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Do you know how you’re recognizing revenue? Here’s how to check and what it means.



A lot of contractors recognize revenue after every billing. Meaning, the entire amount of that progress billing you just sent out for $100,000 shows up as revenue on your income statement (P&L). Whether it’s a progress billing for a construction project, an invoice for service and maintenance, or cash received without an invoice, it’s all revenue to you when you record it. You may know right off the bat that you fit into that category. If you have doubts, pull up your general ledger detail for your revenue account(s) and see what’s in there.  If all you see are invoices and maybe some adjustments to billings, you’re a part of the club.

 

Now what does it all mean? The method you are using doesn’t take into consideration your obligations to the project owner. You owe the owner a building. Sure, you may have incurred costs, but it never factors into how much revenue you’re recognizing. Just because you billed the project owner $100,000 doesn’t mean that money is free and clear. You have to earn it. And how do you earn it? By working towards the completion of a building. AKA incurring costs like material, labor, subcontract costs to construct a building little by little.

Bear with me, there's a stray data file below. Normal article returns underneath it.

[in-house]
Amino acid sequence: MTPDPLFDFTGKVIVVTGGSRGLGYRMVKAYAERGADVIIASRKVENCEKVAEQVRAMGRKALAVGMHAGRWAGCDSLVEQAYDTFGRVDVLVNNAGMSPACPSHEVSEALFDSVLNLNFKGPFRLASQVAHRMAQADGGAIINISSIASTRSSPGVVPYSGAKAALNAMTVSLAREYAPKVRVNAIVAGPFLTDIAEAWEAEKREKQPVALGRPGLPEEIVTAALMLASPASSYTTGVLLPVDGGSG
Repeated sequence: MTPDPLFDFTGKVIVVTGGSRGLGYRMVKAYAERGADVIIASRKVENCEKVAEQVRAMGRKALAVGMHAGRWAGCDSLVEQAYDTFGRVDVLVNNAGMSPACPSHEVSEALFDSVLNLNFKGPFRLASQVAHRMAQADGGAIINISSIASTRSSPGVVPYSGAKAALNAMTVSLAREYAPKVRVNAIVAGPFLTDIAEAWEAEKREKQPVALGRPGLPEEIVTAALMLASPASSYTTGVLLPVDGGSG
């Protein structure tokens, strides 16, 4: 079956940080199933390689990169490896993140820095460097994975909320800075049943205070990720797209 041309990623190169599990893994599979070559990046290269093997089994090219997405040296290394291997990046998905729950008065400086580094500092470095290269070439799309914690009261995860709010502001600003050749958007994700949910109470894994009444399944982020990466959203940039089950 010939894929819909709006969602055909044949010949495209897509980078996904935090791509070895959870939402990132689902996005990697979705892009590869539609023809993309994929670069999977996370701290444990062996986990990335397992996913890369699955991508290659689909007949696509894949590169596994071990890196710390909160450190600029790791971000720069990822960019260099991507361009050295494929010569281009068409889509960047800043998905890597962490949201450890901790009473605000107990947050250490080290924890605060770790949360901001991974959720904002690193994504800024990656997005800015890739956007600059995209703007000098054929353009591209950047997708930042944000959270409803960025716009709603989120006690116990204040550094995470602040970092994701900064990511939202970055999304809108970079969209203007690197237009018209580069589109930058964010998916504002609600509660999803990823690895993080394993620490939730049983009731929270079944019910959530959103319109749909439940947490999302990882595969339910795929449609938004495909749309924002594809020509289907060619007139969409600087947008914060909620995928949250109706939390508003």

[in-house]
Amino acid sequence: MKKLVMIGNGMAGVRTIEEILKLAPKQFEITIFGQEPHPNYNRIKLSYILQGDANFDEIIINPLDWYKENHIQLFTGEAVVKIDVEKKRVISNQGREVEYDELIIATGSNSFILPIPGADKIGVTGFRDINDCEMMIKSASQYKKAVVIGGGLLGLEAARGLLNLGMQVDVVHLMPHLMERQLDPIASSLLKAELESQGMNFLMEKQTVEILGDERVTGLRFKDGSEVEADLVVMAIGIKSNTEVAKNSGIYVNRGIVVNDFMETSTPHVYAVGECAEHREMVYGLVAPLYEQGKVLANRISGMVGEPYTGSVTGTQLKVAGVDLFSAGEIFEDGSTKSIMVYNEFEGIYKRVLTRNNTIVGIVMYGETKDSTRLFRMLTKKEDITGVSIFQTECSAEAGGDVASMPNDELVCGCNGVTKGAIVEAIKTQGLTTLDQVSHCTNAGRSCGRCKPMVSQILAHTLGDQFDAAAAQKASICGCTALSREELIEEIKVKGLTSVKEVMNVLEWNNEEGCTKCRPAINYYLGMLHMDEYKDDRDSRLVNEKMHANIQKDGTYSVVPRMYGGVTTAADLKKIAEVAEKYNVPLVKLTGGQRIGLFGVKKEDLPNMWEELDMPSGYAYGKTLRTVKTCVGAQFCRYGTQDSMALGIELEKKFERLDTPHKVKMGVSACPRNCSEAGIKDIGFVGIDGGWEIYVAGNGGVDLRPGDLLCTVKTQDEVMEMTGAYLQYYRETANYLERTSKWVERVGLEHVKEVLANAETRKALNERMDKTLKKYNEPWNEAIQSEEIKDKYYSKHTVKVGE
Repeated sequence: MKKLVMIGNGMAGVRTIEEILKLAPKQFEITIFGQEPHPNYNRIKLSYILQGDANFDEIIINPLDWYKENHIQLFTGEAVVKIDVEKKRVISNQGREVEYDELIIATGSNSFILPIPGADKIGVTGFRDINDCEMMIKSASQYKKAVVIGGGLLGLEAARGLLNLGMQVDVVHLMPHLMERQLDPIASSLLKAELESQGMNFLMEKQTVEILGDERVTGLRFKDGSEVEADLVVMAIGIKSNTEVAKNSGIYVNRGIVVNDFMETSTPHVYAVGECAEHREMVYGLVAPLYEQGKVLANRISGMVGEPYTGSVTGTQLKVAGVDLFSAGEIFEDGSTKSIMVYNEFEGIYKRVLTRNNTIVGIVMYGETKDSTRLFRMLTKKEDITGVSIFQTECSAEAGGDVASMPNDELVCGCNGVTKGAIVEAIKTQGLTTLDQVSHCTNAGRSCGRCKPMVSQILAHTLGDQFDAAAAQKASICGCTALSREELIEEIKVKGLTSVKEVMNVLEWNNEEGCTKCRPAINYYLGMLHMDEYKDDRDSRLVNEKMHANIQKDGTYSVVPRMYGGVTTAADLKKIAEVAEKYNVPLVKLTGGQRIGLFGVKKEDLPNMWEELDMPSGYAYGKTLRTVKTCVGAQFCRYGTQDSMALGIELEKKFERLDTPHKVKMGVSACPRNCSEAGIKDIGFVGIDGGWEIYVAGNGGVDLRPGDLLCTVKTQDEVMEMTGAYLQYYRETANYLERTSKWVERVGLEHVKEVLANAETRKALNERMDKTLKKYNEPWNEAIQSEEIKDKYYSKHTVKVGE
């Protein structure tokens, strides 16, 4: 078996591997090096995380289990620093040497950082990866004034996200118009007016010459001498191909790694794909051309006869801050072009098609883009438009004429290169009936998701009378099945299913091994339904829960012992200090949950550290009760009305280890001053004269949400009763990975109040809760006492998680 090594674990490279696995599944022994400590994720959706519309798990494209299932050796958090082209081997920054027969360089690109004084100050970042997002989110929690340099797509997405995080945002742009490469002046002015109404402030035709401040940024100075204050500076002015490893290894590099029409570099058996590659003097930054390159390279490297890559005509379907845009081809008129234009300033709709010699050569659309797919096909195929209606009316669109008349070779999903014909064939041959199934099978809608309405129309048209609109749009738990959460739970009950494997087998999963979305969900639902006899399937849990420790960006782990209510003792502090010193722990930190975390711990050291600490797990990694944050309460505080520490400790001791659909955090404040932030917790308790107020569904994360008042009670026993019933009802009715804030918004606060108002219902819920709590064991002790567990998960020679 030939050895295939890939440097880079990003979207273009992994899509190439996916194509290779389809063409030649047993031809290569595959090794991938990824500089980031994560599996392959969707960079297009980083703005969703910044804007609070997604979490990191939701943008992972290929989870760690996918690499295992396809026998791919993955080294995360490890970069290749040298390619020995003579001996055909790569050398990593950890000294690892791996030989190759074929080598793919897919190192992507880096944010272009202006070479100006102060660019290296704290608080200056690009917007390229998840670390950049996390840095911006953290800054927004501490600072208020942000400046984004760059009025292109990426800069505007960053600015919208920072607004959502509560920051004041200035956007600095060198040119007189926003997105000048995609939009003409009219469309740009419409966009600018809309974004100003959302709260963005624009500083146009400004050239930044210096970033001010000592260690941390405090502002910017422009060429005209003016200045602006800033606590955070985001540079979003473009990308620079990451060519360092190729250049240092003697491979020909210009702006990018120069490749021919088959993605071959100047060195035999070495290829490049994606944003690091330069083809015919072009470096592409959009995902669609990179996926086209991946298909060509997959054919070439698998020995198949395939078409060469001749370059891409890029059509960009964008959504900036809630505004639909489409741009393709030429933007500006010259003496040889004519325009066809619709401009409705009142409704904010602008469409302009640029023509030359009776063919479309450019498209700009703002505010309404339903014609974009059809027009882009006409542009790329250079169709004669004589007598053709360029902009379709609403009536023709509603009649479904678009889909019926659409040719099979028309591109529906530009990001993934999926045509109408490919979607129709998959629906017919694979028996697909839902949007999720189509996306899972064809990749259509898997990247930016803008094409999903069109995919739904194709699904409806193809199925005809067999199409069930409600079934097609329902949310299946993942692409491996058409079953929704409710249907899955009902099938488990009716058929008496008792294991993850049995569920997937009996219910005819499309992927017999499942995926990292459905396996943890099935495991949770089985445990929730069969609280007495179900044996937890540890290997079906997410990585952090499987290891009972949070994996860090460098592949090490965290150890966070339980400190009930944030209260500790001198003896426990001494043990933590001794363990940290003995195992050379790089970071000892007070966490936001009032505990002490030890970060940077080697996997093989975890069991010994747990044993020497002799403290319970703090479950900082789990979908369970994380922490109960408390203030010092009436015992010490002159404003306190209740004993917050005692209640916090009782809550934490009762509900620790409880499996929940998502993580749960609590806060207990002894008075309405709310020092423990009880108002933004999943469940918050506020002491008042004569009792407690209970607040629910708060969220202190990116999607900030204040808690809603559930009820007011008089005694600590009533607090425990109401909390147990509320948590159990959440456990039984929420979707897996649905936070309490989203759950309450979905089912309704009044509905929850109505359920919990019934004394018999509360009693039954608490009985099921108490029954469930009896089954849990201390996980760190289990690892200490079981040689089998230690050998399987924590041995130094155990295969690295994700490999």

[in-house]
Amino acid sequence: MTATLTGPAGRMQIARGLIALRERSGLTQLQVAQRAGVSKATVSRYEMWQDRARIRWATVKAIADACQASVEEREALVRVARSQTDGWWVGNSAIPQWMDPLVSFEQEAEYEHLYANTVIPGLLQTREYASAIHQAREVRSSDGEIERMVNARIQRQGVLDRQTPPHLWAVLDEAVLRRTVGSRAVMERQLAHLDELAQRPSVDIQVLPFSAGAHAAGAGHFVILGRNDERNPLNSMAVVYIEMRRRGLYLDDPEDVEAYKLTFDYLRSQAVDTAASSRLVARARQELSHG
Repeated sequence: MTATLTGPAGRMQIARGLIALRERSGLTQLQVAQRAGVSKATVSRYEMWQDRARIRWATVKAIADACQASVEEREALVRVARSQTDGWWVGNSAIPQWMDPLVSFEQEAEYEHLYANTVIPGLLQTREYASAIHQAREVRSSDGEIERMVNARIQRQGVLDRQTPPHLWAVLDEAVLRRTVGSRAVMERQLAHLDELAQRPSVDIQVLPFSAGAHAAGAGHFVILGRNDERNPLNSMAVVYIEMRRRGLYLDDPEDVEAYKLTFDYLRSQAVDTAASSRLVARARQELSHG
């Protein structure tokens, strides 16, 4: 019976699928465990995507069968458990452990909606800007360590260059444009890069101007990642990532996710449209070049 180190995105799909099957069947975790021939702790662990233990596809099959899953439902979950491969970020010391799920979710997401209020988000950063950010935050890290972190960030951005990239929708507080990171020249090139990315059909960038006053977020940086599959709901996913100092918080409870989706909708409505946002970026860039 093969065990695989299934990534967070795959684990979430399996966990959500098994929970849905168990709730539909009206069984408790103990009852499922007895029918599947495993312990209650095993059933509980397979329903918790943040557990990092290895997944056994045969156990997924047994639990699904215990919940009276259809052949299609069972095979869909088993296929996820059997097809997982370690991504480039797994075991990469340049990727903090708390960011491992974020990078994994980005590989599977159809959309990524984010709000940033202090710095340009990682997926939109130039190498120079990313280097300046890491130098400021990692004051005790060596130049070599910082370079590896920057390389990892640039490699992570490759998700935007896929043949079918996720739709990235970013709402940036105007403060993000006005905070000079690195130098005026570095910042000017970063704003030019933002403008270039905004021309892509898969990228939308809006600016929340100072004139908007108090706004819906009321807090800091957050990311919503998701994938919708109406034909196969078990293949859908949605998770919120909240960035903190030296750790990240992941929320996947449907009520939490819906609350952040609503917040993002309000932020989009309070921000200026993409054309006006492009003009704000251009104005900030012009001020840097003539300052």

Now, the way you do that is to recognize revenue on the percentage of completion basis. The percentage of completion method to recognize revenue takes into consideration your incurred costs as a percentage of the total estimated costs on the project and your estimated gross profit. The idea behind this is to stabilize how much revenue recognize throughout the life of the project to avoid significant swings in revenue recognition. Balance is key here.    

 

If you’re looking to take on larger projects through bonded work, you’ve got some work to do. You’ll want to work towards recognizing revenue on the percentage of completion basis.  

 

Path to percentage of completion (WIP).

 

Start with the following lessons on reconciling your contract activity to your books:

 

Once you’ve got that down, you can start the lessons on WIP:

 

Feel free to reach out with any questions!

 

Thank you!

Ara

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